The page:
Insider Insight: Mark Fermor

Mark Fermor, director of ESI and chair of GeoSmart Information, shares his career insights

Mark Fermor. Photo: ESI LtdWhat helped you get where you are in your career?

As a geoscientist involved in catchment science, one thing that has helped me get to where I am in my career has been to pursue a specialist path in hydrogeology. 

Groundwater is a fascinating multi-disciplinary endeavour. It has been the key to developing a coherent framework and conceptual understanding to make sense of many different catchment processes including flood, drought, water resources, water quality, contaminant migration and fate.

This insight has yielded across such a diverse range of environmental challenges, and led to me founding and developing businesses solving problems across numerous industries.

Who have been your role-models/mentors?

One of my significant role models has been Professor Ken Rushton.  Ken was a visiting lecturer at University College London during my time there doing my hydrogeology masters. His approach to combining field observation with evidence-based common-sense numerical analysis was inspirational.  Later in my career, I was very privileged to spend some time with Professor Rushton and benefit from his advice on the use of modelling techniques in catchment studies.

What qualifications are the most necessary/most beneficial in the flood planning sector?

This depends what sort of career you seek.  As a consultant I would advocate a suitable masters degree in the specialist field of interest as the most effective way to get your career started. The MSc in Hydrogeology currently offered by the University of Birmingham is a good place to start.

However, this is relatively niche in terms of flood and planning careers, and it is more likely that you are coming from a mainstream geography or engineering background.  If so, a hydrology masters qualification such as environmental engineering is a very widely recognised vocational qualification. 

It is important to choose a course that is accredited by one of the professional bodies involved such as the Institution of Civil Engineers, Chartered Institution of Water and Environmental Management or the Geological Society.

What have been the stumbling blocks or barriers along the way? And how did you adapt to these challenges?

One of the early barriers I encountered was a difference of opinion between where I wanted to focus my practice, and the nature of the work my employer wanted me to do!  I was well utilised in profitable water resources work so it was natural that they would wish for this to continue, but dream projects in contaminant migration and fate, and groundwater modelling, kept passing me by. 

After a few years waiting, I made the decision, after a lot of soul searching to leave the firm and take an opportunity where I could get this kind of work.  This was a formative experience for me, and since then I have always listened carefully and responded to the career aspirations of my staff.  Harnessing the ambition and talent of your team and empowering people to fulfil their own aspirations is fundamental.

What have been the pivotal moments in the field?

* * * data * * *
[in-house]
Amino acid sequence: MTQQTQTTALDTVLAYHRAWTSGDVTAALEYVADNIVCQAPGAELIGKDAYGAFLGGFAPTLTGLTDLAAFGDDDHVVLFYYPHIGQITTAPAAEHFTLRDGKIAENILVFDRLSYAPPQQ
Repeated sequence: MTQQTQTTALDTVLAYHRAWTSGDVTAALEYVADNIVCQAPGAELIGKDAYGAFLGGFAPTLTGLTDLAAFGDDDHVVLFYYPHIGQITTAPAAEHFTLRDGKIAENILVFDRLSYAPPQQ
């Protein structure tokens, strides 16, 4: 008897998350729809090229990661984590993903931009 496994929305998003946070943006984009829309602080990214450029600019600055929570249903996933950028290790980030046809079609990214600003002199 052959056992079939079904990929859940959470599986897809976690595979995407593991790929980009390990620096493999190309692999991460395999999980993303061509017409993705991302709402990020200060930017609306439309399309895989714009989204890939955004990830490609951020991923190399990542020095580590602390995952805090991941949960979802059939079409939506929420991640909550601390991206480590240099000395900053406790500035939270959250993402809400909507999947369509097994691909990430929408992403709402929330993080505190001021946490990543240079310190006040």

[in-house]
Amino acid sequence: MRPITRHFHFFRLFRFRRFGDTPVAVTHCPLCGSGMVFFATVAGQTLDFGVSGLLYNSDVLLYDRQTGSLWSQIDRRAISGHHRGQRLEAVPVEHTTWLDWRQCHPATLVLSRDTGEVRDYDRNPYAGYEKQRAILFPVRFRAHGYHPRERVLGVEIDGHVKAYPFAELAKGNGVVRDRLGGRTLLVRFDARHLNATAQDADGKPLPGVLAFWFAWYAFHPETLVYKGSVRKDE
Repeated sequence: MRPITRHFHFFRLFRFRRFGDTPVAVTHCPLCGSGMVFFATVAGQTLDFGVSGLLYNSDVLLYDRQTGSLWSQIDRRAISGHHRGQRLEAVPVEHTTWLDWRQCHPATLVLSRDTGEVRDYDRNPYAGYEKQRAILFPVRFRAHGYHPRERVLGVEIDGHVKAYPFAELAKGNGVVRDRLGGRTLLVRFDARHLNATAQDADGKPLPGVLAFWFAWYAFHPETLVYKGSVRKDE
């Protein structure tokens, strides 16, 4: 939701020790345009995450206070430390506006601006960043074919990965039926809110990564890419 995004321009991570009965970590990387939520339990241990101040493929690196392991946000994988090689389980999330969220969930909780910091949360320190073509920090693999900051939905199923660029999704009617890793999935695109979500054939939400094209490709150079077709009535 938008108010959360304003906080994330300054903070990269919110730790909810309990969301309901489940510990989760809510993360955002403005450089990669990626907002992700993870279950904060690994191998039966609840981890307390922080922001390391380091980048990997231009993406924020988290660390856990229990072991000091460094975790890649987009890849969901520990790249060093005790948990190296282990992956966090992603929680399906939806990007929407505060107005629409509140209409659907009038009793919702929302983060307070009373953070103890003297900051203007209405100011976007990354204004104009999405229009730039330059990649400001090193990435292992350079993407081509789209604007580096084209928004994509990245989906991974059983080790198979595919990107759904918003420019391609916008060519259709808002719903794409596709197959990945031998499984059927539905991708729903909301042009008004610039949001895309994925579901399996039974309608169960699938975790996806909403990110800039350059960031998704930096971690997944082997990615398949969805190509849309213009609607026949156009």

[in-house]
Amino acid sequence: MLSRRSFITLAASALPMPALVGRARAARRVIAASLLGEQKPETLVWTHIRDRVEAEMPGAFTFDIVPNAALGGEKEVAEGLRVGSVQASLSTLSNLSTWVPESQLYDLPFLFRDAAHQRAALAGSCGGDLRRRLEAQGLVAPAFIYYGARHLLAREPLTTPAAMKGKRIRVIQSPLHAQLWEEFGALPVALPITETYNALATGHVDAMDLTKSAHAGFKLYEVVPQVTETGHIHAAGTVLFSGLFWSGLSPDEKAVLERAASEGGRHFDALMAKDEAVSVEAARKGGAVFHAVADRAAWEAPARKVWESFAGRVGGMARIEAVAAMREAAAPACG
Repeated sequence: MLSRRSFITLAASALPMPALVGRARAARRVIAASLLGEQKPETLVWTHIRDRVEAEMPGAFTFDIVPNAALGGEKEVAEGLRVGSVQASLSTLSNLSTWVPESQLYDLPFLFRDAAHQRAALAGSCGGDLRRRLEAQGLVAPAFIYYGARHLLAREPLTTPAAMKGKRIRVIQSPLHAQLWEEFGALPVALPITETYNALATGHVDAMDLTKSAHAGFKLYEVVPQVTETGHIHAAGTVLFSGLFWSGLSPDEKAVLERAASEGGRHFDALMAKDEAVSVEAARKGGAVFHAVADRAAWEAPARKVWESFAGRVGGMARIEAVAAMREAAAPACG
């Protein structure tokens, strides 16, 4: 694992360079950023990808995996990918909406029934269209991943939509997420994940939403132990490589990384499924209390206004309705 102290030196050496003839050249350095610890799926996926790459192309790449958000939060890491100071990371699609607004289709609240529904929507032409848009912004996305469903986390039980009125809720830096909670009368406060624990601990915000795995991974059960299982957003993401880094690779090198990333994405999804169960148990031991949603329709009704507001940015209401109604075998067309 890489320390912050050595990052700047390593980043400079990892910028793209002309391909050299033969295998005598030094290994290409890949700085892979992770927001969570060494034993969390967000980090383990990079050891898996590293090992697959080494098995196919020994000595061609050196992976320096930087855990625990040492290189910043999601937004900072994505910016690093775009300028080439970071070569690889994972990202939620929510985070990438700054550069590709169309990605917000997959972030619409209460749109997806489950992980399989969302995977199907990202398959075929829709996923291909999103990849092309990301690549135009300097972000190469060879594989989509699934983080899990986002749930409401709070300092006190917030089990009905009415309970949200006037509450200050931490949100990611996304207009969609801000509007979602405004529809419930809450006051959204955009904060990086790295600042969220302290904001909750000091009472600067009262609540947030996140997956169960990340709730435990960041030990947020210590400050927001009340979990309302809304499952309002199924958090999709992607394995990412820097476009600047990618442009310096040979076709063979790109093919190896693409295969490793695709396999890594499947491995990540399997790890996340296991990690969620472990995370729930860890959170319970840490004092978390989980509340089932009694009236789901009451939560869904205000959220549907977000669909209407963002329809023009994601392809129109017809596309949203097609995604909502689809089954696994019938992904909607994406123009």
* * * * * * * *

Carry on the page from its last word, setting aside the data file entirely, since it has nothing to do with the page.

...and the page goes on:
For me, the establishment of the Chartered Geologist recognition through the Geological Society was pivotal. For the first time in the UK, hydrogeologists could be recognised on an equal footing to more established qualifications such as that of Chartered Engineer.  We have come a long way in the following 25 years but the Geological Society still has challenges to overcome to achieve a true professional body capability alongside its more traditional roots as a learned society.

What stages of your career have been the most rewarding?

It’s the whole life cycle of consultancy that I find the most rewarding: nurturing relationships with clients; understanding their problems and developing technical approaches to solving them. Then, implementing technical methodologies and doing the analysis; presenting recommendations for implementation; and seeing the solutions successfully adopted.

After 10 years in practice, I founded and developed ESI Limited as a technical leading specialist consultancy. It has been hugely rewarding to build our growth and reputation to one of the leading UK firms in our niche.

How do you get the most out of your team/colleagues? 

You have to start with a respect for people and their professionalism, and I believe in setting high expectations.

You also have to trust your team, and allow them to work their own way rather than seeking to impose too much structure.  It is also important to have good metrics in the firm to measure progress and signpost clearly what the priorities and targets are so everyone can see how they are doing.

Where do you think there are the most job opportunities in the sector?

Currently, there is a divided regulatory structure and this leads to compartmentalised work programmes.  However, with DEFRA currently working towards a 25-year plan for the environment there is an opportunity for a truly sustainable catchment approach.

We should see significant opportunities developing in more holistic and integrated catchment assessment and modelling, which will be very exciting for those wanting to work at the cutting edge.

Technology is, of course, the driving force. I have spent the last three years establishing a start-up in environmental information services, GeoSmart Information Limited. This is now growing rapidly, through innovation using Open Data and modelling on a national scale to create new generation data and products. 

The scope to develop and deliver better solutions is huge and the internet enables rapid transformational change, which will satisfy career aspirations, whether they are technological or entrepreneurial.

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